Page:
Olympic athletes might spend every waking moment preparing for the Games, but there’s more to their regimen than strength training, cardiovascular conditioning, and mental discipline. Equally important is chowing down.
It’s not just world-class competitors who need to eat well. So does anyone who runs half-marathons, goes to the gym regularly, or spends their weekends hiking, biking, and snowshoeing.
Those who are physically active need to be aware not only of what qualifies as wholesome foods but also how much to consume and when. Too much food can lead to weight gain and can also hinder performance and stamina. Too little, meanwhile, can lead to fatigue, burnout, and, as a result, injury or illness.
Cliff Harvey, vice president of Vancouver-based Human Motion Strength and Conditioning—which provides training, coaching, and nutritional services—explains that there’s no shortage of advice out there when it comes to what makes a healthy diet.
“People are not necessarily burdened by a lack of information as much as they are an abundance of information,” Harvey says in a phone interview. “It’s confusing for people. A lot of information out there misses the main point; it has almost become too specific. People need to look more at the quality of the food they’re eating, rather than the quantity”¦and look for natural, whole, unprocessed foods. Look for foods that come off a tree or out of the ground that people have been eating for thousands of years.
“We’ve stripped the goodness out of what we eat,” he adds. “There are so many empty calories, the body has no choice but to store fat.”
Although premade, processed, and fast foods might make life more convenient in today’s swift-paced society, they do little to provide substantial sustenance.
“Food is fuel,” says Patricia Chuey, a consulting dietitian with SportMedBC—a nonprofit organization that raises awareness about sport science, medicine, and training—in a phone interview. “You need to cross-train your diet and eat a wide variety of foods.”
The Whitecaps soccer team dietitian, who also worked with the Grizzlies basketball team when it was based in Vancouver, notes that the “fuel” needs of professional athletes—some of whom consume more than 6,000 calories a day—are far more technical than those of the average person, who takes in about 2,000 calories a day. Athletes have to ensure they’re getting enough calories to replenish their hard-working bodies, unlike the rest of us, who typically consume far too many.
But there are basic rules that everyone should follow, Chuey says, like eating balanced, high-quality foods containing iron, calcium, and vitamin D, among other nutrients, that are low in fat and high in fibre.
“Go easy on salt, sugar, caffeine, and alcohol,” Chuey says. “Sports nutrition can get confusing and overwhelming, so people don’t know where to start. You need to break things back down to basics.”
Here’s her straightforward advice on how to load up your plate: half should consist of fruit or vegetables. The other half should consist of equal parts protein and whole grains.
Chuey has long advocated the 80/20 rule: strive to eat well 80 percent of the time but don’t fret if you indulge or slack off the other 20 percent. She also encourages people to keep portions small and eat every three to four hours.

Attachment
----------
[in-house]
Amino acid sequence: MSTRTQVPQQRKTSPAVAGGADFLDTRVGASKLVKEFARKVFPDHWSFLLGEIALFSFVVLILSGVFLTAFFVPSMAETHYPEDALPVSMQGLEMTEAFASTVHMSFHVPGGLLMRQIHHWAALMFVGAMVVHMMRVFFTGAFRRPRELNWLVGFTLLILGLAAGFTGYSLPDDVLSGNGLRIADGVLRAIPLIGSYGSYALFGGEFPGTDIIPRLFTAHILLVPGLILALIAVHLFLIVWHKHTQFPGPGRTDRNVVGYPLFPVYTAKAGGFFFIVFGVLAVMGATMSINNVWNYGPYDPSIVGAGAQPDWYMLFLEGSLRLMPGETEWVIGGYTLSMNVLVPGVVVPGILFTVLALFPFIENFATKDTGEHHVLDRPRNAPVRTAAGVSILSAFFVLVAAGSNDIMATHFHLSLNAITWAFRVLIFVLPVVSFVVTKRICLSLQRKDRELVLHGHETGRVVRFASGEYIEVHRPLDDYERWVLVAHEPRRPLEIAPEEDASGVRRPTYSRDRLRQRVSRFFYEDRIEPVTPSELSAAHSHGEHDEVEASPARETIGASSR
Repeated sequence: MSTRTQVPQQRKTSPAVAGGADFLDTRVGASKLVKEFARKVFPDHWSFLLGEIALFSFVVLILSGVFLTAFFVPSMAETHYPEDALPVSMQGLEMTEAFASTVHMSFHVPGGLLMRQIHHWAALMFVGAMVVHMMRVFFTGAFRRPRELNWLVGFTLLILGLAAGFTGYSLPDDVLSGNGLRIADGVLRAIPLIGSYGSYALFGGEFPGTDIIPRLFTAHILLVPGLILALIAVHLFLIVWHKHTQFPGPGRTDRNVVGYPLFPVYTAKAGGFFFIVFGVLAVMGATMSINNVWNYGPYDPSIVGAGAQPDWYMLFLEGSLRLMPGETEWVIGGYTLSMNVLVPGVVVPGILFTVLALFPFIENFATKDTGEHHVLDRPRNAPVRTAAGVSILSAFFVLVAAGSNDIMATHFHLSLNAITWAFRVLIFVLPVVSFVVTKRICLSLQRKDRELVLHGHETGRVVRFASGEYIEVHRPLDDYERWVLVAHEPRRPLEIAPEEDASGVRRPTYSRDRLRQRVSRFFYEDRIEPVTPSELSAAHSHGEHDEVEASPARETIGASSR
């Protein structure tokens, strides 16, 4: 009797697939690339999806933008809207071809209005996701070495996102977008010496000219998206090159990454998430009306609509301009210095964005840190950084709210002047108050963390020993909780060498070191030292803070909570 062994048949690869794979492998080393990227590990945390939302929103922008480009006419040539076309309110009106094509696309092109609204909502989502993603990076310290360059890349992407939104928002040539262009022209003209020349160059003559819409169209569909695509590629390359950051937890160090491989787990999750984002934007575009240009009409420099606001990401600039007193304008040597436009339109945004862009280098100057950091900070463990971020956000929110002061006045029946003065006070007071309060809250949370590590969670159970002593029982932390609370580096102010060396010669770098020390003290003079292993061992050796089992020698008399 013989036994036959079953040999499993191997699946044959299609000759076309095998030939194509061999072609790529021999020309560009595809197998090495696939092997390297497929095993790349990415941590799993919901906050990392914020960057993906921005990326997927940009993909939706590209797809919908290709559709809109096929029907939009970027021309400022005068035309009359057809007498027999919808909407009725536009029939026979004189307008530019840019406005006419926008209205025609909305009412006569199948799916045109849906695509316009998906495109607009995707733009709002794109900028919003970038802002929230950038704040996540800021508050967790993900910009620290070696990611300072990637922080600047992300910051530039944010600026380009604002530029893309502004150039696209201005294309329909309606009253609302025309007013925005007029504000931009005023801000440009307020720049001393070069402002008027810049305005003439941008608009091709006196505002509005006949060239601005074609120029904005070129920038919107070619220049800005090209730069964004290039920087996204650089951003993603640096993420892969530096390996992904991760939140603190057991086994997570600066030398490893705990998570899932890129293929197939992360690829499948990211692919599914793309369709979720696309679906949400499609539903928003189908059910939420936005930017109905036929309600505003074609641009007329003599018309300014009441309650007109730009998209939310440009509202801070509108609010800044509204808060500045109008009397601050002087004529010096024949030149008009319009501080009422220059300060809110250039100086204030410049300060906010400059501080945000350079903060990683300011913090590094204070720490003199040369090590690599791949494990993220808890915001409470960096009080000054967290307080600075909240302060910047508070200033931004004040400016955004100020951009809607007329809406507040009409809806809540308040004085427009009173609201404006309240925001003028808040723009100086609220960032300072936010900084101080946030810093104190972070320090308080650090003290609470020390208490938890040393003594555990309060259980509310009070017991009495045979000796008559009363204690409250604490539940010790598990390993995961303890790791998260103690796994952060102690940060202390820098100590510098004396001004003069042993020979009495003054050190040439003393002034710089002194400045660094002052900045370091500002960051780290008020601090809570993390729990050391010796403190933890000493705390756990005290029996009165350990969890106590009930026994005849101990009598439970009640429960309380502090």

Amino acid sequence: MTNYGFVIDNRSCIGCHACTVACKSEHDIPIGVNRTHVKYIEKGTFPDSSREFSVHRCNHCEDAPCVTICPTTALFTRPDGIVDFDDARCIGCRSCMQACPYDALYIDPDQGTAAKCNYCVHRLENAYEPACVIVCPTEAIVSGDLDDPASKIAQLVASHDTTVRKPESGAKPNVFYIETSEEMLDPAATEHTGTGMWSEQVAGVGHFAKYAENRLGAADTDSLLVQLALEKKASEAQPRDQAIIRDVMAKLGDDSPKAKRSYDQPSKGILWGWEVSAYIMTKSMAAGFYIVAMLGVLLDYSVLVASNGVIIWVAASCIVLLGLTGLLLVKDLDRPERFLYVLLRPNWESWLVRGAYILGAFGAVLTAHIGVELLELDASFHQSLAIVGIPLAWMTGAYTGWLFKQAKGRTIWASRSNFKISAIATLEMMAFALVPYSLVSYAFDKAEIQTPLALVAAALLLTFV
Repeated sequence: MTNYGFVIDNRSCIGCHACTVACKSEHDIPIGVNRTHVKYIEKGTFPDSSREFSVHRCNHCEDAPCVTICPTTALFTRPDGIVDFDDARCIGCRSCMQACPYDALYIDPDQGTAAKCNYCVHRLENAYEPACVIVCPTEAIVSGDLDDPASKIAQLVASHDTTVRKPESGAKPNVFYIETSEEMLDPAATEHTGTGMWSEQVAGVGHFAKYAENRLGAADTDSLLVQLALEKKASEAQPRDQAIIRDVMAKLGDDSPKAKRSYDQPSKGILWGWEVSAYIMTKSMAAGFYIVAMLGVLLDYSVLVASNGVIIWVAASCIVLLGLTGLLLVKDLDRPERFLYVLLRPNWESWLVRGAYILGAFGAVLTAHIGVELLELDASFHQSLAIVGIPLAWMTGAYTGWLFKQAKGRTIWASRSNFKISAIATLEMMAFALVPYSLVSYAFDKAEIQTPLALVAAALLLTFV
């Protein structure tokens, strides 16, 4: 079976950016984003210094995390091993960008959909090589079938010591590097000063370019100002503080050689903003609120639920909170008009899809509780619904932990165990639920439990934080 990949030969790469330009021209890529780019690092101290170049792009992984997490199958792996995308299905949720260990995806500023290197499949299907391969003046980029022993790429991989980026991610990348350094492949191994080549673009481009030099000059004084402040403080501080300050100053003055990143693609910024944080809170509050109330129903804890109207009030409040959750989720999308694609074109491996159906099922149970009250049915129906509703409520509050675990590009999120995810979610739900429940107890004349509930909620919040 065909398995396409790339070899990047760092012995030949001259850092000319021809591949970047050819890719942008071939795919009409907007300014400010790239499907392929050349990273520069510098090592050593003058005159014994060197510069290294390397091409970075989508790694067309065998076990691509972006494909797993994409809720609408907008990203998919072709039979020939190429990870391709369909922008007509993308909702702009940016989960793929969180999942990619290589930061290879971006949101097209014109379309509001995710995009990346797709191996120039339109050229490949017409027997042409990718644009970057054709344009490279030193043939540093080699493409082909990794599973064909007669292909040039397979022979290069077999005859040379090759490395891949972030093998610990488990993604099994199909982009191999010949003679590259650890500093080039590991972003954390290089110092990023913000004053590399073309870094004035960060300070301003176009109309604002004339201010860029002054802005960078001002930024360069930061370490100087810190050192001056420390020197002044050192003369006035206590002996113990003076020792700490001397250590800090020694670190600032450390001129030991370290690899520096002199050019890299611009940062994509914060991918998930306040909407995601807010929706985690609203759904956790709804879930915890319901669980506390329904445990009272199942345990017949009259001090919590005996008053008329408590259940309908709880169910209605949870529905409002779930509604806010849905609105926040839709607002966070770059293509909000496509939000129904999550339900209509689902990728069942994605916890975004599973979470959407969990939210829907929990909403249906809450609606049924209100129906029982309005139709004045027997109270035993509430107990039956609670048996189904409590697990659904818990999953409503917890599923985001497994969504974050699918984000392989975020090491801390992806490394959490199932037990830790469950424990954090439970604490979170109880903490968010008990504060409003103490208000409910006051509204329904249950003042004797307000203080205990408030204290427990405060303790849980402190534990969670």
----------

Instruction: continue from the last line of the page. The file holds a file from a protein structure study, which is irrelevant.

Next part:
For those who are physically active, it’s not just what they eat but when they eat that matters, Chuey adds.
“The timing of meals and snacks in relation to exercise is very important,” she says. It’s common for NHL players to eat a big meal at least three hours before a game, and then have a substantial snack in between, she says.
Then there’s the all-important “recovery window” after a workout.
“Thirty to 60 minutes after exercising, the immediate priority is to rehydrate and to look at replacing carbohydrates,” Chuey says. “To replace them, eat foods from fruit, vegetable, and grain groups, and to maximize the uptake of carbohydrates, add some protein with it: aim for a three-to-one ratio of [complex] carbs to protein.”¦You need to focus on recovery. That’s why after a marathon, there are oranges, bananas, and bagels available right away.”
Kristen Reaves, a dietitian specializing in sports medicine who’s also the head of Burnaby’s KRR Consulting, works with athletes to increase their energy and improve their performance, as well as with people wanting to lose weight. She says eating properly maximizes the potential benefits of exercise.
“The importance of what to eat when is really overlooked,” Reaves says by phone. “A lot of people will just reach for anything that’s convenient but that has almost zero nutritional value. You’ve got to replenish with the right nutrients.”
An example she gives of a good post-workout meal containing protein and complex carbohydrates is a Gatorade, a turkey or chicken sandwich on whole-grain bread, and an apple. Reaves also emphasizes the importance of whey protein, which helps fend off the onset of muscle soreness. An easy way to consume whey protein is to add it to a homemade smoothie, along with dark berries and milk or juice.
Heart-healthy fats are another substance that gets far too little attention, in her view. Omega-3s—which are found in salmon, walnuts, and flax oil and seeds—can increase performance and reduce joint pain. An easy way to incorporate omega-3s into your diet, Reaves says, is to add one to two tablespoons of flax oil to a salad or a bowl of oatmeal and to eat fish, preferably salmon, once or twice a week.
Reaves advises reading books on nutrition rather than only content on Web sites, many of which have outdated, conflicting, or biased information.